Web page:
If you have been following this blog at all, you know that this spring we took a family trip to Disney World – this was the entire family – Janet and I with our two boys, Parker and Jonathan. My parents and my in-laws joined us as well. Over the course of the week at Disney, we made many memories.
Two memories from this trip stick out in regards to joy. Parker had his first ever root beer float. He had only recently discovered root beer, and the fact he could add ice cream into the mix caused him to become giddy with joy.
Jonathan provided the second example. He was finally tall enough to ride all the roller coasters. As he rode, he would laugh, cackle, cheer, scream, and at the end of the ride, ask to do it all over again. Roller coasters brought joy to Jay.
You expect to bring your kids joy at Disney World. But what I didn’t expect, in preparing for my first sermon at Mississippi Avenue Baptist Church last week, was to discover how you and I can bring great joy to God.
In Luke 15:1-10, Jesus shares two parables that answer the question of how we can give God joy. The first parable is about a shepherd who lost one sheep out of his herd of 100. This shepherd drops what he is doing, finds the one sheep, and when he returns with it, celebrates finding what was lost with friends and family.
The second story is similar. A woman has ten coins, loses one, and also drops what she is doing to scour the house until she finds her lost coin. Once she finds it, she calls her friends and neighbors to her house and celebrates the discovery of her lost coin.
But we not only see joy in this passage, we see the complete opposite too. In the introduction to these parables, the Pharisees and the scribes are grumbling over the fact that Jesus ate with tax collectors and sinners.
What’s the big deal, you ask? Why care about who Jesus eats with?
Tax collectors were considered traitors as they helped the Roman Empire, who occupied Jesus’ homeland. Some even exploited their fellow Jews for their own financial gain. As traitors and exploiters, tax collectors were “regarded as outcasts (especially) by the religious.”[i] Furthermore, “The sinners were the immoral or those who followed occupations that the religious regarded as incompatible with the law.”[ii]
The Pharisees and scribes were furious that Jesus chose to eat with such people.
The same thing might happen today if you were to see someone you love and respect – at a restaurant eating with a couple who is LGBTQ – or with someone drinking a glass of wine – or even worse – with someone wearing a Chiefs jersey. Even if the reasons for eating with them is right, you may feel scandalized – even when you shouldn’t!
That the Pharisees and scribes grumbled about Jesus eating with tax collectors and sinners reveals that they held a fundamental misunderstanding of God. They believed that God would never seek out a sinner or a tax collector. They had a hard time understanding “that God is a seeking God, a God who takes the initiative” to reach the lost.[iii] Jesus is the ultimate example of God taking the initiative to seek and to save the lost.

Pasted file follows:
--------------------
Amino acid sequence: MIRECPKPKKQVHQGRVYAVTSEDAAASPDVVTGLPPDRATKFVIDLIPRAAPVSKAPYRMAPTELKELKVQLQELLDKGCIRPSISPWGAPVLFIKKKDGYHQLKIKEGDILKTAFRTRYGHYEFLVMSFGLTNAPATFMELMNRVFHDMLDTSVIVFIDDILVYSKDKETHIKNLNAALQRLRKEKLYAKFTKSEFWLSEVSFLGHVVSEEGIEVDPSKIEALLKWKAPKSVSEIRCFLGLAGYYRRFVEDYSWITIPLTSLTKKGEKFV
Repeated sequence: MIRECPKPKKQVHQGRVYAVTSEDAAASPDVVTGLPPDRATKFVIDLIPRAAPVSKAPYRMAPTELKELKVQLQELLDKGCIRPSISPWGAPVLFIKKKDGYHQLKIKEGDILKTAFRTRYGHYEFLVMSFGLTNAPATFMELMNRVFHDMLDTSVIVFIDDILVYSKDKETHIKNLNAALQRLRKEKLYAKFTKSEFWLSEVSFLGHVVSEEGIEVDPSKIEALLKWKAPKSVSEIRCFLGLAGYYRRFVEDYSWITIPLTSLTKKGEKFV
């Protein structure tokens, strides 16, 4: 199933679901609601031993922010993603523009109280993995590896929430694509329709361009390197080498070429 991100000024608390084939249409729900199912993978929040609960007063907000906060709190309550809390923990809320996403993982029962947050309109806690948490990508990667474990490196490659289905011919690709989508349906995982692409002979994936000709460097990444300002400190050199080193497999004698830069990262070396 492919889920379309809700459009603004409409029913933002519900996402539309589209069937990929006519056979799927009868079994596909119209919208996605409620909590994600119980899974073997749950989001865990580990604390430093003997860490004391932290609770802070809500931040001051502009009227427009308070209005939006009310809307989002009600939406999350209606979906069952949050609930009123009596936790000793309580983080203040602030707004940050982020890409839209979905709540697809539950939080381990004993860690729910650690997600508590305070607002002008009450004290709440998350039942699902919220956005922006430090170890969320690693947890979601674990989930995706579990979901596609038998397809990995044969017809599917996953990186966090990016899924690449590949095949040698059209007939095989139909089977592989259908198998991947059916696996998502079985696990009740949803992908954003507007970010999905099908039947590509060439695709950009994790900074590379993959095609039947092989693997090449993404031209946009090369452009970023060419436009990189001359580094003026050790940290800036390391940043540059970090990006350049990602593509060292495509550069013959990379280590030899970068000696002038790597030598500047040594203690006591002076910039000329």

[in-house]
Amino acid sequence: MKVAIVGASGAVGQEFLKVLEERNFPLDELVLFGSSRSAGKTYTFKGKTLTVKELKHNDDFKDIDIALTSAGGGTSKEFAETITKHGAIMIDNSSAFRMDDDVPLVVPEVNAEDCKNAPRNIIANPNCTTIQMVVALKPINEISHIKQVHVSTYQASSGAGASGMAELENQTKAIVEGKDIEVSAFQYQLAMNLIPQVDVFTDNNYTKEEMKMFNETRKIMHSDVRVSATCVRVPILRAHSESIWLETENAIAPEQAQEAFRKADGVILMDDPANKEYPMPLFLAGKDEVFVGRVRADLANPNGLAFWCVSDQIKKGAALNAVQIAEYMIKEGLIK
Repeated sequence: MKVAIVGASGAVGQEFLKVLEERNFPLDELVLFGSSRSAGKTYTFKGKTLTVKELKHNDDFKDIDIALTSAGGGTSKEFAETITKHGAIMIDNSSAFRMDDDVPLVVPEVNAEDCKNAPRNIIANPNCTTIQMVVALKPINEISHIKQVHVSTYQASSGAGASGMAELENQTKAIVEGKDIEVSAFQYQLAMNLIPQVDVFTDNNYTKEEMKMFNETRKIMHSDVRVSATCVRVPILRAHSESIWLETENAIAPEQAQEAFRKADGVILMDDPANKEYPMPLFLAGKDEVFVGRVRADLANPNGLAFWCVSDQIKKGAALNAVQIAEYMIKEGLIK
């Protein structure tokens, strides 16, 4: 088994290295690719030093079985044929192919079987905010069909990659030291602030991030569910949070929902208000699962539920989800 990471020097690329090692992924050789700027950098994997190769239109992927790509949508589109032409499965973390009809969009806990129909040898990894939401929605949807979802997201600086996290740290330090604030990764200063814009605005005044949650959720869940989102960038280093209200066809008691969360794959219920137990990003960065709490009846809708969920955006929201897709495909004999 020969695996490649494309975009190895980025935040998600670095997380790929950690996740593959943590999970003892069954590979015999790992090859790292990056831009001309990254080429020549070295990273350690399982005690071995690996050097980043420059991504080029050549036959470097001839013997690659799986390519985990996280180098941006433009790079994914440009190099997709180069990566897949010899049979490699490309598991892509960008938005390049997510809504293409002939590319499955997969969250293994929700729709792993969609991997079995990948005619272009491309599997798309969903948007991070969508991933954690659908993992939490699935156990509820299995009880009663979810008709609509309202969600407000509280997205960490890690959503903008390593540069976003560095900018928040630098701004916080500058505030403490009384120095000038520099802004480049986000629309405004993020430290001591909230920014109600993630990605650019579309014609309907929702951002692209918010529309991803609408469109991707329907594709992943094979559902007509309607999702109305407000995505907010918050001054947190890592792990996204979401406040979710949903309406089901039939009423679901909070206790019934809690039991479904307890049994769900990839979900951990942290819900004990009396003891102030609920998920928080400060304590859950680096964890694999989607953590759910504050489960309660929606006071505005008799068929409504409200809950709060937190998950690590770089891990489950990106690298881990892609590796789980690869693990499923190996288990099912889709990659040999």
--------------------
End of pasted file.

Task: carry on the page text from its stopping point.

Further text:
So Jesus shares two parables to straighten them out.
One purpose of these stories was to help the Pharisees (and us!) understand that God desires for the outcasts of the world to come to repentance and faith in God. And, to go a step further, that the religious leaders (and us!) should celebrate the return of sinners to God – rather than grumble.
Joy and grumbling are on opposite extremes. One can’t be filled with joy and grumble. It is near impossible to both grumble and to bring joy to God.
In these two parables, we learn how we have the capacity to bring joy to God. In order to understand how, let’s look deeper at these two parables:
In both stories, we see that the search becomes a priority.[iv] Both the shepherd and the woman stop everything that they are doing to find what is lost. The shepherd leaves the herd – most likely with a helper – in order to find the one that is lost. The woman drops what she is doing and looks for the coin.
But the search wasn’t an easy one, it takes work.[v] It wasn’t easy for the shepherd to search for the sheep. There was always potential for danger as he wandered back into the wilderness to find the lost sheep. It wasn’t easy for the woman to find the coin. She had to light a lamp and sweep the house, until she found it.
While the search took work, it was all worth it in the end as the recovery causes rejoicing.[vi]
Jesus finishes each parable by explaining that God is the one doing the seeking – he is the shepherd, he is the seeker of the coin – and that when the lost is found, there is great rejoicing in heaven.
Notice too that there is an option for us – either we, as followers of Christ, become those who seek the lost OR we are those who grumble. Each of us will find ourselves in this parable. Either we are the ones causing the rejoicing or we are the ones who are grumbling.
Share your faith with someone this week. If you are unsure who, pray about who that person should be, and expend great effort to bring the gospel to them that we may bring great joy to God.
[i] Morris, TNTC, 255
[ii] Morris, TNTC, 255
[iii] Morris, TNTC, 255
[iv] Bock, NIVAC, 408
[v] Bock, NIVAC, 408
[vi] Bock, NIVAC, 408